MONDAY, June 27, 2022 (HealthDay News) — A federal appeals court has ruled that for now, Juul Labs can continue to sell its electronic cigarettes on the U.S. market.
The Friday ruling came in response to the company seeking a temporary emergency hold while it appeals a ban of its products that was issued Thursday by the U.S. Food and Drug Administration.
The e-cigarette maker had asked the court to pause what it called an “extraordinary and unlawful action” by the FDA that would have required it to immediately halt its business, the Associated Press reported.
When issuing the ban last week, the FDA said Juul’s application left regulators with significant questions and didn’t include enough information to evaluate any potential health risks. Meanwhile, Juul said it submitted enough information and data to address all issues raised.
“Today’s action is further progress on the FDA’s commitment to ensuring that all e-cigarette and electronic nicotine delivery system products currently being marketed to consumers meet our public health standards,” FDA Commissioner Dr. Robert Califf said Thursday.
“The agency has dedicated significant resources to review products from the companies that account for most of the U.S. market,” Califf said in an agency news release. “We recognize these make up a significant part of the available products and many have played a disproportionate role in the rise in youth vaping.”
At one time, Juul controlled 75% of the e-cigarette market, the New York Times reported.
The products include the Juul vaping device and four types of Juul pods: pods labeled Virginia Tobacco flavor at nicotine concentrations of 5% and 3%, and menthol-flavored pods at nicotine concentrations of 5% and 3%, the FDA said.
The American Vapor Manufacturing Association (AVM), an industry trade group, hinted at the legal battle to come.
“Measured in lives lost and potential destroyed, FDA’s staggering indifference to ordinary Americans and their right to switch to the vastly safer alternative of vaping will surely rank as one of the greatest episodes of regulatory malpractice in American history,” AVM President Amanda Wheeler said in a statement.
The FDA has already banned the sale of fruit-flavored e-cigarettes after critics claimed the products targeted teens. Regulators have since been reviewing thousands of applications for vaping products after tightening their oversight of the electronic cigarette market.
Juul can challenge the expected ruling one of three ways: appeal the decision through the FDA; file a challenge in court, or file a revised application for its products.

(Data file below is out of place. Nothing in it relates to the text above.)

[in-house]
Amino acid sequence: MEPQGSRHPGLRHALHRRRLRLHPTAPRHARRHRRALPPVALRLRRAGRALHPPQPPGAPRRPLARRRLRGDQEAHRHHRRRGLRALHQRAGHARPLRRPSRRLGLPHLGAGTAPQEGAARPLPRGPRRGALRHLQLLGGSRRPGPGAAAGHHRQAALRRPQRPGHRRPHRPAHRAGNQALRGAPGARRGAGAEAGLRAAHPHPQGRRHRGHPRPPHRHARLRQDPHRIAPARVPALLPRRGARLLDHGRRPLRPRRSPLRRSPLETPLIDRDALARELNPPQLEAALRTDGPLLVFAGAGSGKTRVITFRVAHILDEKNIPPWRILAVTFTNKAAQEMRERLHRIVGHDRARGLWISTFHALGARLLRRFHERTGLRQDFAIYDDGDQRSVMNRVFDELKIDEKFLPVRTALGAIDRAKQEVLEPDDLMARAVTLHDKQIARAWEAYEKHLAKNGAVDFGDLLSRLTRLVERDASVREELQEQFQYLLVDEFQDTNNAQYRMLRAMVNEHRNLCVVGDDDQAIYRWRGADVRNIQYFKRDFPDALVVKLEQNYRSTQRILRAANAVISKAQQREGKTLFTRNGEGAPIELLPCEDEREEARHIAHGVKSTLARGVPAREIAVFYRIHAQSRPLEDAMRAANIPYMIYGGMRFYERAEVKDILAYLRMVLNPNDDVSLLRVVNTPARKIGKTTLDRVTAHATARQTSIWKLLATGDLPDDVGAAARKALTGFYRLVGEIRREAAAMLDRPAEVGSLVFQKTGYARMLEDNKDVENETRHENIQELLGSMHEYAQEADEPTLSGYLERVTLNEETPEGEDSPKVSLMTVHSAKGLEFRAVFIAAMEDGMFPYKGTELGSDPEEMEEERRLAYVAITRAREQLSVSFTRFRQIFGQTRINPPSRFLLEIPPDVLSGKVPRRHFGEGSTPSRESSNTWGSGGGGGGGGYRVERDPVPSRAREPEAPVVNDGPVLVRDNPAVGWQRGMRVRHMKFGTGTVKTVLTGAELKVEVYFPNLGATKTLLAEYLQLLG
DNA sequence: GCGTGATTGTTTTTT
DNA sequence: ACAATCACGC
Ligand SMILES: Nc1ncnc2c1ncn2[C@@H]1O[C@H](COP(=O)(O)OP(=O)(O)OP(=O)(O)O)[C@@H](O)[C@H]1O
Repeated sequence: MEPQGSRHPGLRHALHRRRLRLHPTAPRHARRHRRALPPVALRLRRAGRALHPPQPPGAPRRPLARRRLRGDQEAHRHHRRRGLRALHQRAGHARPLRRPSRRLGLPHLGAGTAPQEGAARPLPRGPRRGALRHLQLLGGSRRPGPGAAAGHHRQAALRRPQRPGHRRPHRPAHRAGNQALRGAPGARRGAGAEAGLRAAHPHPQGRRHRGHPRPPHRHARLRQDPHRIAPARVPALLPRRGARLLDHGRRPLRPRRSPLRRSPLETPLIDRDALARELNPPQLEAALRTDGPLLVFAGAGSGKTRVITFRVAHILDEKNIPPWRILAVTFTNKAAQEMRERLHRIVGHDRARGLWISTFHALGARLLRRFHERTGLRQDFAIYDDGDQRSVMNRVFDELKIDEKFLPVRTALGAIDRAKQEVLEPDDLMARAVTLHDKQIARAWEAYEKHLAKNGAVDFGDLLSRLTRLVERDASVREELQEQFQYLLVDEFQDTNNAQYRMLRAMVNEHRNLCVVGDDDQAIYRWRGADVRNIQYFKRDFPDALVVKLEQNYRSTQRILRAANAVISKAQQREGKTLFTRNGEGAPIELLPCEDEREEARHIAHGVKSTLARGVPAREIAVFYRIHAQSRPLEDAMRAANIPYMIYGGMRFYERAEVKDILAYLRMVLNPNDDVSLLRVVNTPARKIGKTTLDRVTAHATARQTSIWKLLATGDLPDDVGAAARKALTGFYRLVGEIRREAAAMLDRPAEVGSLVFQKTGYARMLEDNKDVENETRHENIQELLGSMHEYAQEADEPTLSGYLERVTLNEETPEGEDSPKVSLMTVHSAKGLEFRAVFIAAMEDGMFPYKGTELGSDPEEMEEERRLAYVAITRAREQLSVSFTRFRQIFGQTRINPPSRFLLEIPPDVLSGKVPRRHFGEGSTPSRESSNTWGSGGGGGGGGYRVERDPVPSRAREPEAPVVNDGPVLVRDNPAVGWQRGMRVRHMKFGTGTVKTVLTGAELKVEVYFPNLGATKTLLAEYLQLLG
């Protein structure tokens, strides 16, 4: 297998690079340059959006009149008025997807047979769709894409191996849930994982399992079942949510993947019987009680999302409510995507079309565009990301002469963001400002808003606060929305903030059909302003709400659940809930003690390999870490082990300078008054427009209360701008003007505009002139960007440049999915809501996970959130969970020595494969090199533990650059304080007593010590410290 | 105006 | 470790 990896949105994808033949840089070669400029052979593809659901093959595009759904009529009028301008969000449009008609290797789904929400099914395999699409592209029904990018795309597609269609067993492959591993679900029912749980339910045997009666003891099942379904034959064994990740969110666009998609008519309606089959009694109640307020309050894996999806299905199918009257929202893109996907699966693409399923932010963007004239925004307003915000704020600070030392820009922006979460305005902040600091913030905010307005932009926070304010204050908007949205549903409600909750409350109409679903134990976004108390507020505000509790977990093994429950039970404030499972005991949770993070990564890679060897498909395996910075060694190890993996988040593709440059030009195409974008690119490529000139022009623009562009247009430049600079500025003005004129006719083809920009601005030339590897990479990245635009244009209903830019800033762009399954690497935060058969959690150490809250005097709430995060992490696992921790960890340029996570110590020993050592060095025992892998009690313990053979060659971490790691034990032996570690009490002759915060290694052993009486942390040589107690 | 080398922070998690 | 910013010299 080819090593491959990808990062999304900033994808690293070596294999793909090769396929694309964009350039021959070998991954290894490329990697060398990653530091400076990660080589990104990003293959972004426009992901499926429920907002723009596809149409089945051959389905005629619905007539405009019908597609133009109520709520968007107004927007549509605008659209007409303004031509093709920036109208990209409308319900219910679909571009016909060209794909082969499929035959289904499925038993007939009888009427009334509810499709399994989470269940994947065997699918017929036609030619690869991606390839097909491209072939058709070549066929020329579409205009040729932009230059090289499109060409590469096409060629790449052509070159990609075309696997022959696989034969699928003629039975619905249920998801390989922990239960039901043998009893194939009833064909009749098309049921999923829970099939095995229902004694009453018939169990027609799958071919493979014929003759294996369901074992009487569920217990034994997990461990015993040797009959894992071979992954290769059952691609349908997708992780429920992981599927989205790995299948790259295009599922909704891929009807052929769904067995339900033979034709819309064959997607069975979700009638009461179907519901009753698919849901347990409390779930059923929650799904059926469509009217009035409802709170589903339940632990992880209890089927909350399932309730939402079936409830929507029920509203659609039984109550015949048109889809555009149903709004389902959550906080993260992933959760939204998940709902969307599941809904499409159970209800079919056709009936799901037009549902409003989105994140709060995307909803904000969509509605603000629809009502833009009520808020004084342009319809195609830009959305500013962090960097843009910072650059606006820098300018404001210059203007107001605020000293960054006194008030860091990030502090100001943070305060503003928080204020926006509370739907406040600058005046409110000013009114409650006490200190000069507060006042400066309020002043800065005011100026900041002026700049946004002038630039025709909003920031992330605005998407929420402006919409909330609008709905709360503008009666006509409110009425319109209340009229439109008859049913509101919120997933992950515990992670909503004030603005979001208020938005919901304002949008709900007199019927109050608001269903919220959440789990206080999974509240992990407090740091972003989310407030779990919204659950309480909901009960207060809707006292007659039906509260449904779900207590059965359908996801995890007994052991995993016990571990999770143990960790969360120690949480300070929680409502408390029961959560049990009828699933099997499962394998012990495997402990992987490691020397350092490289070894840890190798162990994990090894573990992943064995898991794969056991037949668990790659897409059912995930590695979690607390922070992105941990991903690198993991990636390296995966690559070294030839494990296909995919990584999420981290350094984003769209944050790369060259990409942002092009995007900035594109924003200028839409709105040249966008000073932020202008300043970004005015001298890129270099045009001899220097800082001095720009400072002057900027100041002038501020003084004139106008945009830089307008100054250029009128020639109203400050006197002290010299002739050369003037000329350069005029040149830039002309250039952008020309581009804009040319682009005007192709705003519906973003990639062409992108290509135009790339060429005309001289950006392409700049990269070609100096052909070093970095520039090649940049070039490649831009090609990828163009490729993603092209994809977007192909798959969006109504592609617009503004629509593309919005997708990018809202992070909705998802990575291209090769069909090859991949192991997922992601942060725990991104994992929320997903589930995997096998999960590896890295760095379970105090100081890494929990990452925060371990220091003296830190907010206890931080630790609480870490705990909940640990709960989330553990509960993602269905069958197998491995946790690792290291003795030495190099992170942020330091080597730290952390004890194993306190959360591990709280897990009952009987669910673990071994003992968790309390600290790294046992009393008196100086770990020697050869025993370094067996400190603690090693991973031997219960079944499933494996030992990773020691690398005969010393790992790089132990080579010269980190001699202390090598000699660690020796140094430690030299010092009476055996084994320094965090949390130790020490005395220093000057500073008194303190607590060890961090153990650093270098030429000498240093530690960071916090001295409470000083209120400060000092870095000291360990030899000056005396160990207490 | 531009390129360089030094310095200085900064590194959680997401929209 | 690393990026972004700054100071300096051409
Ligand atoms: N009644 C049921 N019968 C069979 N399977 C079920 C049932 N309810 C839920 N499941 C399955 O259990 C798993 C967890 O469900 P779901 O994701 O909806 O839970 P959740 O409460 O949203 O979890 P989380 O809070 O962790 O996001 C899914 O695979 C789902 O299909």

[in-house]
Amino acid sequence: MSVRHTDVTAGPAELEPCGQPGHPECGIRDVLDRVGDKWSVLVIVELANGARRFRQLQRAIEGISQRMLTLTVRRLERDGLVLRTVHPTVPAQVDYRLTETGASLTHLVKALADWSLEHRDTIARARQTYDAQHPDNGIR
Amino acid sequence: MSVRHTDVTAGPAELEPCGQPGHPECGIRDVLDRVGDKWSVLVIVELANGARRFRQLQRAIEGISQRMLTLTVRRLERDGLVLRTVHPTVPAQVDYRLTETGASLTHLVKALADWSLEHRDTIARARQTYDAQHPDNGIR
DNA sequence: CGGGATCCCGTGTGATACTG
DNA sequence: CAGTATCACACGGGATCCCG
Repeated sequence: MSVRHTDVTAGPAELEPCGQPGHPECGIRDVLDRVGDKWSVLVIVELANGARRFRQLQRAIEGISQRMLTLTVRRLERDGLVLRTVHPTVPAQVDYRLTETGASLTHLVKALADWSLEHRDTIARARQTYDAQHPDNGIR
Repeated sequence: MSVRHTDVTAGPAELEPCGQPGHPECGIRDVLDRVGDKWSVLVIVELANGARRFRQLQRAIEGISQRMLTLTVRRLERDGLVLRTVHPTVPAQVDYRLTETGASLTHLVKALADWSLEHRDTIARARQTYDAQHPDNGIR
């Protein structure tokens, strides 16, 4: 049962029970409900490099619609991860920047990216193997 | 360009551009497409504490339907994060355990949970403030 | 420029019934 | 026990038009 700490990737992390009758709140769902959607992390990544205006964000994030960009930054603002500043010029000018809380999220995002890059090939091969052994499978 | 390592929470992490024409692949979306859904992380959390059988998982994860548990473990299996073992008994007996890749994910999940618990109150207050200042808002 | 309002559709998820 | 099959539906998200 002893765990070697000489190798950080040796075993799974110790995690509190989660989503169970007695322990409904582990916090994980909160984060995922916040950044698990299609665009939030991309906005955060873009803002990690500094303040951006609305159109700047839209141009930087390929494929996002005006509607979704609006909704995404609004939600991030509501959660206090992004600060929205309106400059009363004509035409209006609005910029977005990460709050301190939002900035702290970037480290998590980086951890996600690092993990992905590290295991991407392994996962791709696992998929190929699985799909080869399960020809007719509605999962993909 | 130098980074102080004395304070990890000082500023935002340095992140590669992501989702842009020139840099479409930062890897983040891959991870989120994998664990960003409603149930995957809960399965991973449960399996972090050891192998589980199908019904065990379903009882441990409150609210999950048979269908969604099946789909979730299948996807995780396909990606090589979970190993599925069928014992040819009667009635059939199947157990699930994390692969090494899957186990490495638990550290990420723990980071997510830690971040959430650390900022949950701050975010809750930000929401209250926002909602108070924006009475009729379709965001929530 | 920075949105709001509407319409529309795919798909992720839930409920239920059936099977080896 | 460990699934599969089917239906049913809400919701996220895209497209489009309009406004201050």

Several years ago, Juul’s fruity flavors and “hip marketing” were blamed for jumps in underage vaping. Among the criticisms were that Juul used young adult models, celebrities and social media influencers in its marketing campaigns. In response, the company stopped using models, suspended all advertising in the United States and shut down its Facebook and Instagram accounts.
The company stopped selling its fruity and sweet flavors in 2019. In 2020, all manufacturers were required to submit their products to the FDA for review to stay on the market. They are considered a potentially less harmful alternative for adult smokers, but remain a concerning gateway to smoking for young people.
Juul’s submission to the FDA included only its menthol and Virginia Tobacco flavors. The company also pitched a new device that would only unlock for users who were 21 or older.
Juul’s popularity among young people is lower than it was in the past: It is now considered the No. 4 brand among high schoolers, according to a federal study released last September, the Wall Street Journal reported.
Underage vaping in general has dropped since federal restrictions raised the age to buy any tobacco products to 21, the newspaper added.
The FDA also plans to mandate the elimination of nearly all nicotine in cigarettes, saying it would upend the $95 billion U.S. cigarette industry. Tobacco companies could sue to fight it the ruling if it happens, the WSJ reported.
Visit the U.S. Centers for Disease Control and Prevention for more on the dangers of vaping among teens.
SOURCES: Associated Press; New York Times; Wall Street Journal
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